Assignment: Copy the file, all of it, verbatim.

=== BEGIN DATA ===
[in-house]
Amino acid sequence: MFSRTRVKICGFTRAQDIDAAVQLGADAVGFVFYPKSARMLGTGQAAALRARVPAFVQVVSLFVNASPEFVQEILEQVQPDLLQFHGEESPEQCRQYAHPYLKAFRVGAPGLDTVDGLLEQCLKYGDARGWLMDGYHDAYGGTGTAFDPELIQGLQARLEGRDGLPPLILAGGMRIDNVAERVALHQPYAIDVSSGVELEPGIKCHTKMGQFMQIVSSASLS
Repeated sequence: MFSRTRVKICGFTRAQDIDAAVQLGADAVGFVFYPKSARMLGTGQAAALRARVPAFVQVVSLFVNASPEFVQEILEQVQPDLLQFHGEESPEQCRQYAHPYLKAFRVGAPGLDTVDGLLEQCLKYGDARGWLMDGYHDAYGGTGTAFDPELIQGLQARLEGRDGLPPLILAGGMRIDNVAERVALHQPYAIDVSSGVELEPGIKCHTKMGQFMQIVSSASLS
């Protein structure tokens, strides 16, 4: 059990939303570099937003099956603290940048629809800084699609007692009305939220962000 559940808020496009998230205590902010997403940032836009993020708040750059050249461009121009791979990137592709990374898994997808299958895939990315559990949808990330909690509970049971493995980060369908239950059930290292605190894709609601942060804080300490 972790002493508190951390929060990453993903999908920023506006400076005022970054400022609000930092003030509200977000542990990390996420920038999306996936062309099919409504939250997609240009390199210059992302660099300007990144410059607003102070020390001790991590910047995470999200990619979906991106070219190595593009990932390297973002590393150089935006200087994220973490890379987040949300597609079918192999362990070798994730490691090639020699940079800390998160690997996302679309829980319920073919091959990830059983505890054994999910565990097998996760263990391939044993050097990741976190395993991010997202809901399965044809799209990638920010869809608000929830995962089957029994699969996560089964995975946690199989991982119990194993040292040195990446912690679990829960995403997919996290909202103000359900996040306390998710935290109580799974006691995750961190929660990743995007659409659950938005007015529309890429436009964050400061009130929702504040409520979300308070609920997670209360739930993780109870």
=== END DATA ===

[in-house]
Amino acid sequence: MFSRTRVKICGFTRAQDIDAAVQLGADAVGFVFYPKSARMLGTGQAAALRARVPAFVQVVSLFVNASPEFVQEILEQVQPDLLQFHGEESPEQCRQYAHPYLKAFRVGAPGLDTVDGLLEQCLKYGDARGWLMDGYHDAYGGTGTAFDPELIQGLQARLEGRDGLPPLILAGGMRIDNVAERVALHQPYAIDVSSGVELEPGIKCHTKMGQFMQIVSSASLS
Repeated sequence: MFSRTRVKICGFTRAQDIDAAVQLGADAVGFVFYPKSARMLGTGQAAALRARVPAFVQVVSLFVNASPEFVQEILEQVQPDLLQFHGEESPEQCRQYAHPYLKAFRVGAPGLDTVDGLLEQCLKYGDARGWLMDGYHDAYGGTGTAFDPELIQGLQARLEGRDGLPPLILAGGMRIDNVAERVALHQPYAIDVSSGVELEPGIKCHTKMGQFMQIVSSASLS
């Protein structure tokens, strides 16, 4: 059990939303570099937003099956603290940048629809800084699609007692009305939220962000 559940808020496009998230205590902010997403940032836009993020708040750059050249461009121009791979990137592709990374898994997808299958895939990315559990949808990330909690509970049971493995980060369908239950059930290292605190894709609601942060804080300490 972790002493508190951390929060990453993903999908920023506006400076005022970054400022609000930092003030509200977000542990990390996420920038999306996936062309099919409504939250997609240009390199210059992302660099300007990144410059607003102070020390001790991590910047995470999200990619979906991106070219190595593009990932390297973002590393150089935006200087994220973490890379987040949300597609079918192999362990070798994730490691090639020699940079800390998160690997996302679309829980319920073919091959990830059983505890054994999910565990097998996760263990391939044993050097990741976190395993991010997202809901399965044809799209990638920010869809608000929830995962089957029994699969996560089964995975946690199989991982119990194993040292040195990446912690679990829960995403997919996290909202103000359900996040306390998710935290109580799974006691995750961190929660990743995007659409659950938005007015529309890429436009964050400061009130929702504040409520979300308070609920997670209360739930993780109870």